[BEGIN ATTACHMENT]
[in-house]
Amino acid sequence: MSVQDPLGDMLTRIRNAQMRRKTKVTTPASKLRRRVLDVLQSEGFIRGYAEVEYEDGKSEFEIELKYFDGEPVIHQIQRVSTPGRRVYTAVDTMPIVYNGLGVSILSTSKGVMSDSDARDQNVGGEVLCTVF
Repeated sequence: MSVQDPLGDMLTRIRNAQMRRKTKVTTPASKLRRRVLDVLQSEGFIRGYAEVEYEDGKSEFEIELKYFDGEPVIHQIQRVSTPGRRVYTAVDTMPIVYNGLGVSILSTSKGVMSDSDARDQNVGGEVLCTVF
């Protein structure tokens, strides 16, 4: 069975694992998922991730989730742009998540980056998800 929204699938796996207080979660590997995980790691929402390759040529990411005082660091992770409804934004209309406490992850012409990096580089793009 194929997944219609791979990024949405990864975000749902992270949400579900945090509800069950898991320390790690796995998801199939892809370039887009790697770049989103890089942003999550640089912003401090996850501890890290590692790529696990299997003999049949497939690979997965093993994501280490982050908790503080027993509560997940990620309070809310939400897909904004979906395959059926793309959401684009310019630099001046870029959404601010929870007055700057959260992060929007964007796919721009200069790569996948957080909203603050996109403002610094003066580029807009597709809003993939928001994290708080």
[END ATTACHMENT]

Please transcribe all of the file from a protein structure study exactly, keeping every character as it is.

[in-house]
Amino acid sequence: MSVQDPLGDMLTRIRNAQMRRKTKVTTPASKLRRRVLDVLQSEGFIRGYAEVEYEDGKSEFEIELKYFDGEPVIHQIQRVSTPGRRVYTAVDTMPIVYNGLGVSILSTSKGVMSDSDARDQNVGGEVLCTVF
Repeated sequence: MSVQDPLGDMLTRIRNAQMRRKTKVTTPASKLRRRVLDVLQSEGFIRGYAEVEYEDGKSEFEIELKYFDGEPVIHQIQRVSTPGRRVYTAVDTMPIVYNGLGVSILSTSKGVMSDSDARDQNVGGEVLCTVF
């Protein structure tokens, strides 16, 4: 069975694992998922991730989730742009998540980056998800 929204699938796996207080979660590997995980790691929402390759040529990411005082660091992770409804934004209309406490992850012409990096580089793009 194929997944219609791979990024949405990864975000749902992270949400579900945090509800069950898991320390790690796995998801199939892809370039887009790697770049989103890089942003999550640089912003401090996850501890890290590692790529696990299997003999049949497939690979997965093993994501280490982050908790503080027993509560997940990620309070809310939400897909904004979906395959059926793309959401684009310019630099001046870029959404601010929870007055700057959260992060929007964007796919721009200069790569996948957080909203603050996109403002610094003066580029807009597709809003993939928001994290708080």